The community of Alcoholics Anonymous has been providing great support and healing for recovering alcoholics for nearly 80 years. Founded in 1935 by Bill Wilson and Dr. Bob Smith (who both were recovering alcoholics), Alcoholics Anonymous were started as a community fellowship for recovering alcoholics to encourage them to stay sober. The two came up with what is known as the 12 Steps to guide the meetings which later gave birth to the "12 traditions" that set out the reason for the AA's existence. Many people that have recovered from alcoholism always have something positive to say about the group and the help they were accorded.
There are more than 50,000 AA groups in America alone and over 2 million members in the world.
What You Will Find At An Aa Meeting
For first timers, getting the courage to go to an AA meeting may pose a challenge. It requires the individual to venture out of his or her comfort zone and admit before a room full of strangers that they have a problem and need some assistance to get better. It however gets easy becomes all the members share a common experience like yours. The fact that the group was started by people that were former alcoholics shows that it can really help you. Every individual within AA has been through a problem before and has cultivated a unique feeling of community and understanding among recovering alcoholics.
You can always expect a warm welcome when you attend the sessions. New attendees are encouraged to join the discussion, but it is not required. AA realises that there are people who feel uncomfortable when sharing info about private matters during their first visit. In the course of time, most of the attendees realise great healing power of the open honest debating at these meetings.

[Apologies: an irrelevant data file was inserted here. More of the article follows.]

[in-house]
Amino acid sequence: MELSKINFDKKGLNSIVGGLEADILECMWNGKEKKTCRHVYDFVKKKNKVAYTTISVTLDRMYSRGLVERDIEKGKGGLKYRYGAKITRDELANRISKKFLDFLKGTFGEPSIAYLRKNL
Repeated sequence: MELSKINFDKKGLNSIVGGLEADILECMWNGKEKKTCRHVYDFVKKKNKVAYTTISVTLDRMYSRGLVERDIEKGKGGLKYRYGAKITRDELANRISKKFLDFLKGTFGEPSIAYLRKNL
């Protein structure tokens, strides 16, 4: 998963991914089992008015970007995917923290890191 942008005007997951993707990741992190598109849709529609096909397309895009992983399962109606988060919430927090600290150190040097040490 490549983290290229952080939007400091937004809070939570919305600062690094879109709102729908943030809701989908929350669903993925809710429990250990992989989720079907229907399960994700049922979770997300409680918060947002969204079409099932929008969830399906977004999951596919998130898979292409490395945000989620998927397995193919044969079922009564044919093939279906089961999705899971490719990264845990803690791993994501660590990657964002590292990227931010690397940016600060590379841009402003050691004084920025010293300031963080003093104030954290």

Only recovering alcoholics or those trying to get on the path to recovery are allowed to attend closed AA meetings.
Open meetings welcome also spouses, friends, and family members of the addicts. The beauty with AA is that they allow you to choose any meeting you wish to attend. A certain share of the people attending these meetings prefer to keep their therapy separated from the rest of their lives. For others, the love and support of friends and family members during meetings is important.
Aa 12 Steps
The 12 steps originated in Alcoholics Anonymous, have become the standard for almost all addiction recovery groups. The steps are meant to be followed as a cycle although they are listed linearly. A patient may repeat a particular step until they are certified with the results.
The first step includes admitting that you have a problem, and really need help to solve it. Following steps are consciously deciding you want to stop the habit; accepting your wrongs and those others did to you; correcting your mistakes; committing to keep on the road to recovery. You can read more about the 12 steps here.
Objections To Aa
Most people are not comfortable with attending a meeting with AA and therefore, come up with reasons not to attend. Some of the common oppositions which people have in mind are:
They doubt that attending the meeting will help
They do not want to risk meeting someone they know
They haven't yet accepted they are addicts and need help
Rather than concentrate on the excuses despite having a feeling that they are enormous people who are nervous about attending a meeting should focus on the reasons why they are considering this organisation in the first place.
At the end of the day, if you believe there's a problem with your drinking, you are right. There will be no harm for you if you go to a meeting; besides, it can potentially save you from years of suffering caused by your addiction.
Identifying An Alcoholics Anonymous Group
There is always an AA group not too far from where you are. Most of such groups meet on an ongoing basis, so you needn't wait long for the nearest meeting. Make up your mind what kind of group you want to join, closed or open, then go through our online meeting finder to locate one near you. Please contact 0800 772 3971 today so we can help you find a reliable AA group to help you today.